Family planning: the adolescent imperative

Briefing papers
July 2017
Nicola Jones and Elizabeth Presler-Marshall
Mother and child, Orissa, India

Despite progress, more than 16 million adolescent girls become mothers each year, nearly all of whom live in developing countries and are married at a young age. The social and economic costs of child motherhood are immense, from premature school dropouts and limited life opportunities, to heightened risk of maternal and infant illness and death.

Ahead of the Family Planning Summit 2017, this briefing paper argues that the global response to family planning must put adolescent girls at its centre, with investment and prioritisation at the scale of the HIV pandemic response to urgently accelerate progress.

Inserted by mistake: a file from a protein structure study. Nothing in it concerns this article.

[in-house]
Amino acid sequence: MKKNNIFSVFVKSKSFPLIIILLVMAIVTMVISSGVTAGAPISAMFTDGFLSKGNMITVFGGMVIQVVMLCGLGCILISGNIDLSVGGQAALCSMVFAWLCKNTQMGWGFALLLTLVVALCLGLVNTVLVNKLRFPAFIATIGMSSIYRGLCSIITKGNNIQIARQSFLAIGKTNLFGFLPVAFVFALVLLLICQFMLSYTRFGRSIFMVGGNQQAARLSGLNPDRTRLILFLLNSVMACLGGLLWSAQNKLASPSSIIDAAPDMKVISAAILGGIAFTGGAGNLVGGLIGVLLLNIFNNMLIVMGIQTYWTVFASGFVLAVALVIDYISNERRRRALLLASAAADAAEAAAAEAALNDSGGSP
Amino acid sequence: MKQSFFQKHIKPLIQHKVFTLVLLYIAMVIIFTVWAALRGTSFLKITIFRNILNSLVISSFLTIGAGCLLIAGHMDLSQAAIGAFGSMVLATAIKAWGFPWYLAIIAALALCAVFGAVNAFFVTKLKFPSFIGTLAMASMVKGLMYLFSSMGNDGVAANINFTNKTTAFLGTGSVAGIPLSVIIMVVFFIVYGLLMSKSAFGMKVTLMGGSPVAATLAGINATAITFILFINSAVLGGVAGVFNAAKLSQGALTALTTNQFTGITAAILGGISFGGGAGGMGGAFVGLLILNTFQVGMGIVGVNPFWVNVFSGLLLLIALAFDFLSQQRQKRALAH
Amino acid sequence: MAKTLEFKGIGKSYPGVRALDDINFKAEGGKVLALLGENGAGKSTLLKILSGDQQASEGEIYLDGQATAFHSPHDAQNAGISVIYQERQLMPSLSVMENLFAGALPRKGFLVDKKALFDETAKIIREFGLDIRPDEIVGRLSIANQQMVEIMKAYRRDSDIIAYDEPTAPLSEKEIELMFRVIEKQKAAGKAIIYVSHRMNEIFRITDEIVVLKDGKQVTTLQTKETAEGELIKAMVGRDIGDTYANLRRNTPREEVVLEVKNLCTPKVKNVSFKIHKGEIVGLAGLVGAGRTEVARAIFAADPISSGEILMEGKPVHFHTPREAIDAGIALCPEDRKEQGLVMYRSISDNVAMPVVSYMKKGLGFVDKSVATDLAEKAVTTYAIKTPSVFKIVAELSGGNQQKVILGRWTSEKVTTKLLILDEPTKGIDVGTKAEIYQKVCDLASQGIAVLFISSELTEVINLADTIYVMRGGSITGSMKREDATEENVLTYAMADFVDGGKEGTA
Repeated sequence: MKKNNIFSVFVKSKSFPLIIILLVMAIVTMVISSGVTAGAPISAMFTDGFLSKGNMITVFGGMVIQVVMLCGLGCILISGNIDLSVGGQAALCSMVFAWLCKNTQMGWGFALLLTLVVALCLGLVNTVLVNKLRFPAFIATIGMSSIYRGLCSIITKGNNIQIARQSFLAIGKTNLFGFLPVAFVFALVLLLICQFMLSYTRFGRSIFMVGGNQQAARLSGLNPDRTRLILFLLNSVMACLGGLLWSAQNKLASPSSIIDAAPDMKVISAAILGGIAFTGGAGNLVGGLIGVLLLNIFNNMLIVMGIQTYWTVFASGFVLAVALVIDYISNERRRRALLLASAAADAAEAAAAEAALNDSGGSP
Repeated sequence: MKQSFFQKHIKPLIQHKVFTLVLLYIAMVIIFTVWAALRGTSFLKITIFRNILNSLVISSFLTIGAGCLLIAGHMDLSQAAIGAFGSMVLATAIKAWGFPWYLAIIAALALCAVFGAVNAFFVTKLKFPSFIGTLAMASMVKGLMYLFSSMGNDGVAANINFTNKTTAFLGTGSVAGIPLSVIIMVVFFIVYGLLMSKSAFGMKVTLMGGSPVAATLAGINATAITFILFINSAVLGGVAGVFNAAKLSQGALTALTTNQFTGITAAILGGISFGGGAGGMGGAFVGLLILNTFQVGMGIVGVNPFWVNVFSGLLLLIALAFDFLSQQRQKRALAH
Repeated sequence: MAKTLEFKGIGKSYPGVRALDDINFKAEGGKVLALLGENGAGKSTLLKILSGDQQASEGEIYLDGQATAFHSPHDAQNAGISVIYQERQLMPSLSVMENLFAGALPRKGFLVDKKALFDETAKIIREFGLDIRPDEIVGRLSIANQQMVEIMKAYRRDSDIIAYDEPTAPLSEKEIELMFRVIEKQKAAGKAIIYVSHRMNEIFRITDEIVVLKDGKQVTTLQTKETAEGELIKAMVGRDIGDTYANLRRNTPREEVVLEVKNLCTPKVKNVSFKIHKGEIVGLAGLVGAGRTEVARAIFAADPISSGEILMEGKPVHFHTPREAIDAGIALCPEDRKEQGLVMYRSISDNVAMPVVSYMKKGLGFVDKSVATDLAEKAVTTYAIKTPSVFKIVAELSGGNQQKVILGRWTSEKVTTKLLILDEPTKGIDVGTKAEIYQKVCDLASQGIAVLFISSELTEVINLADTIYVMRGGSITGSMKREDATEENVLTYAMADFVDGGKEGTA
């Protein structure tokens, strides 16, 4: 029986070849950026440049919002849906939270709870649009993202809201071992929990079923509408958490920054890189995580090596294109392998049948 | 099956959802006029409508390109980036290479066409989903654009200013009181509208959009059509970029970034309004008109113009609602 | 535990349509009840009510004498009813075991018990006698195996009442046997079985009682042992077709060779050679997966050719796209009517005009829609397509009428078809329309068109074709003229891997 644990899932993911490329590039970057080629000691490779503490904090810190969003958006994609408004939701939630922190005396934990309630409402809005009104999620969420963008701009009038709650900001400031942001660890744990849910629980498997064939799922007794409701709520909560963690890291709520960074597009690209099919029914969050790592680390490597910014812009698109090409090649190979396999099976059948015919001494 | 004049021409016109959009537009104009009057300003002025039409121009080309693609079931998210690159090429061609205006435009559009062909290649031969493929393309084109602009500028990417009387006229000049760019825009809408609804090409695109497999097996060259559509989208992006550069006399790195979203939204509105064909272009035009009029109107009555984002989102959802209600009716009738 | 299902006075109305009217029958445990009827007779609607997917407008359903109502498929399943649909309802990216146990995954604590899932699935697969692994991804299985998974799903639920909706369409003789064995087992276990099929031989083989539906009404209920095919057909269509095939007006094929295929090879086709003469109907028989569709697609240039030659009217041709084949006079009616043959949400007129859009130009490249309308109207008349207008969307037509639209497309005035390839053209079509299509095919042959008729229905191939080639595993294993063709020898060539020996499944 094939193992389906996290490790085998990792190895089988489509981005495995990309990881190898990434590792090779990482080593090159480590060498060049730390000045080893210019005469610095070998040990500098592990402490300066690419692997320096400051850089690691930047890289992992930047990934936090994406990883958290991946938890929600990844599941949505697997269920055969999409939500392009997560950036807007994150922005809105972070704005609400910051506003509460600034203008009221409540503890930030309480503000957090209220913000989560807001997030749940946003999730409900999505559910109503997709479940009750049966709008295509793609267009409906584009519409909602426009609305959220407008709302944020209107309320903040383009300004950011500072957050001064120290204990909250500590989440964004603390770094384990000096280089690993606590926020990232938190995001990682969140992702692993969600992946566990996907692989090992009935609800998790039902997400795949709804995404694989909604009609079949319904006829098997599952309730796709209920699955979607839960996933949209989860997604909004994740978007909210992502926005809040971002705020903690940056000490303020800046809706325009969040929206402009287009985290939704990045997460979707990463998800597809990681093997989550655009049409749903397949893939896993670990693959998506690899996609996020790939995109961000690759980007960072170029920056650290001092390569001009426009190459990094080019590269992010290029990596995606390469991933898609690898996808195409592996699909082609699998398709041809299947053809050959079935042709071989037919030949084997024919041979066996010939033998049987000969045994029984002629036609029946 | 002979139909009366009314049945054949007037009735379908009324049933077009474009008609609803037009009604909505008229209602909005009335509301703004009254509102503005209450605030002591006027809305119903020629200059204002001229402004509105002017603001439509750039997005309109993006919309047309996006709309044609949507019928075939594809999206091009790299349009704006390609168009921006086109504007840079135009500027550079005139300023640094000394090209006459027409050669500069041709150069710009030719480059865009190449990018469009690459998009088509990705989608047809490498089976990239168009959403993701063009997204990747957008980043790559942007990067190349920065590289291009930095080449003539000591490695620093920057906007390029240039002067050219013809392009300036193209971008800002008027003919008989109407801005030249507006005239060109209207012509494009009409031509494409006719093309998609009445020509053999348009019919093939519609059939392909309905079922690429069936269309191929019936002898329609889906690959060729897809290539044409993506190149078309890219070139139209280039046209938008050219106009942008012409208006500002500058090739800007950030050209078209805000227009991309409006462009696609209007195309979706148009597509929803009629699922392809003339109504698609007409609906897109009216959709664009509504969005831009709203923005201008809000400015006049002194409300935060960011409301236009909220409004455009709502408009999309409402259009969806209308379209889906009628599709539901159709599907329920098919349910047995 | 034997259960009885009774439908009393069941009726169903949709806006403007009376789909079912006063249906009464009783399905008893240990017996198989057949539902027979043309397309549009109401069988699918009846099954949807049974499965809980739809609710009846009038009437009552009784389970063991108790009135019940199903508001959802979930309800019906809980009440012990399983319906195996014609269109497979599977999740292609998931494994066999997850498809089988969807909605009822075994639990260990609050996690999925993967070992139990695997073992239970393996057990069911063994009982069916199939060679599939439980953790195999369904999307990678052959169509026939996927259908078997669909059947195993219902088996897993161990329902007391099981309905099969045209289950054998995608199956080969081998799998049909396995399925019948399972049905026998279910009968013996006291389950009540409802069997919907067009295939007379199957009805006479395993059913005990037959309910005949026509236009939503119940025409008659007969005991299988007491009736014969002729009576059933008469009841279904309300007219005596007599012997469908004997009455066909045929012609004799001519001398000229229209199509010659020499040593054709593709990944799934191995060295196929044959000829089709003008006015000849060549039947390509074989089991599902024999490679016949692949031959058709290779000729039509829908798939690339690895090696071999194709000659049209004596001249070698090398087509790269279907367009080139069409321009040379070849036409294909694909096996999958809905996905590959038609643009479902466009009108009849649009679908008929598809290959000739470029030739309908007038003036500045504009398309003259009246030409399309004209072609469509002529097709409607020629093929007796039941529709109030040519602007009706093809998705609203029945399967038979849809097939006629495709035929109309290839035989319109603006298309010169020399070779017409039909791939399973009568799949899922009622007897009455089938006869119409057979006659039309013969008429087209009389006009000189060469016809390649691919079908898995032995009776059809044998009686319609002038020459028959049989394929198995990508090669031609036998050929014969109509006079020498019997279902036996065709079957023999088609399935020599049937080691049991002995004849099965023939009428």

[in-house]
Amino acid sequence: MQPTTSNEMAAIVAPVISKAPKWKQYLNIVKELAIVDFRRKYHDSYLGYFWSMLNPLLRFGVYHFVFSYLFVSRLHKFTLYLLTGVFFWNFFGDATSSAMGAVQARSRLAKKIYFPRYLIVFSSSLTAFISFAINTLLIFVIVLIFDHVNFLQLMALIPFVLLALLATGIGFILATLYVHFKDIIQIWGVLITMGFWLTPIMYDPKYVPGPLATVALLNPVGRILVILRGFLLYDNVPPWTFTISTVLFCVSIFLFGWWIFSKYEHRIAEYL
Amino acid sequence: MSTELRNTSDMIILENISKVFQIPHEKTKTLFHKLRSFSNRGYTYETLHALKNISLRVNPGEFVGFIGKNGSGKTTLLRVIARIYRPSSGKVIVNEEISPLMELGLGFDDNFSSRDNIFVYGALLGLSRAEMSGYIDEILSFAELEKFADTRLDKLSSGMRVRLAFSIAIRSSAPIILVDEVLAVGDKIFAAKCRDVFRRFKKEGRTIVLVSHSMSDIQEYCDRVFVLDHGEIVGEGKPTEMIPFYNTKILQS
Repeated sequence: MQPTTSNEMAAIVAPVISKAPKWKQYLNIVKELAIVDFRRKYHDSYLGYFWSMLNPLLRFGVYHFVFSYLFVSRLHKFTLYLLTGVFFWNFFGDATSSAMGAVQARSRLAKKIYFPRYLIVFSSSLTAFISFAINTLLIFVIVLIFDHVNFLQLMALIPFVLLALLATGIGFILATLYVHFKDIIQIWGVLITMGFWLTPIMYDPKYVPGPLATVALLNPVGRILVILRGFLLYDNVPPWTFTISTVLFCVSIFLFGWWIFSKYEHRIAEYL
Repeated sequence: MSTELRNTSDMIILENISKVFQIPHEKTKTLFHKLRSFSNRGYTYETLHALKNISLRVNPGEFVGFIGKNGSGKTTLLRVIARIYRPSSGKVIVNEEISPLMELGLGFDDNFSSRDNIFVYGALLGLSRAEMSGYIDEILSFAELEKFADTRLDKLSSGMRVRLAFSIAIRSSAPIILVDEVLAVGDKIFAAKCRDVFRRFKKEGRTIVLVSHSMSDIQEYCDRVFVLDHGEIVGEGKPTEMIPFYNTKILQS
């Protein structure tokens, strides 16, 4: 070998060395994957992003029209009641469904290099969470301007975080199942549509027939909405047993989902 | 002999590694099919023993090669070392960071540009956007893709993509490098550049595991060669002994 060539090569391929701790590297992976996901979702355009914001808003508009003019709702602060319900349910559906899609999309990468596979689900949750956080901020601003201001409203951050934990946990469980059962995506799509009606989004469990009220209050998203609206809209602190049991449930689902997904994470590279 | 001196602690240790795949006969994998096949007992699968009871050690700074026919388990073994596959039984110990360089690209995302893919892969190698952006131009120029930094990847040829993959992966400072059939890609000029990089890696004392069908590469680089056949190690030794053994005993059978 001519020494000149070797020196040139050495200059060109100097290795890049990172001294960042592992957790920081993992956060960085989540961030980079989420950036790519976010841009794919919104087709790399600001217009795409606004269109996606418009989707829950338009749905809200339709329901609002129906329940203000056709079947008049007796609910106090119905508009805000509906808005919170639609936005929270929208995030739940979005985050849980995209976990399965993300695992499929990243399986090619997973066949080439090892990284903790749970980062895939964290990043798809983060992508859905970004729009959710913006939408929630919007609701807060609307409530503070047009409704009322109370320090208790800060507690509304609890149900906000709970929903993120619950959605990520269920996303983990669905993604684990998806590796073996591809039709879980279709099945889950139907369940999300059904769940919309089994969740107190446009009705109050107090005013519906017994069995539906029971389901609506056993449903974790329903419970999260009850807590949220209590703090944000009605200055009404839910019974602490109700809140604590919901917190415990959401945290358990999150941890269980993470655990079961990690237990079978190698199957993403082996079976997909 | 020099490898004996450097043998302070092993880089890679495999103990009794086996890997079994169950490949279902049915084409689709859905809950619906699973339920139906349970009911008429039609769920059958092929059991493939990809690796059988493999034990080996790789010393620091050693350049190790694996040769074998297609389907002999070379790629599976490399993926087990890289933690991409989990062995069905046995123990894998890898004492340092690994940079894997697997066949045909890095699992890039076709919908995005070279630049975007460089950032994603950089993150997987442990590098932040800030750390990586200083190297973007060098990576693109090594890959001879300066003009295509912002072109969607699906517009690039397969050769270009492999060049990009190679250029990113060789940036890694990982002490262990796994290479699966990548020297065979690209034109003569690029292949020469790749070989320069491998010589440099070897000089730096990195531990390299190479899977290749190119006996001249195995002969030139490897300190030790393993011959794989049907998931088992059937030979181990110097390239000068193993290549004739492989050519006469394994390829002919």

Figures suggest international donors provide more than $8 billion annually to stop the spread of HIV. By contrast, in 2014, the Family Planning 2020 global partnership had secured just $1.4 billion to ensure girls and women have access to lifesaving contraceptives.

This briefing paper is co-authored by the ODI and the Gender and Adolescence: Global Evidence (GAGE) programme. GAGE also published An agenda for policy and action to support girls through puberty and menarche to coincide with the summit.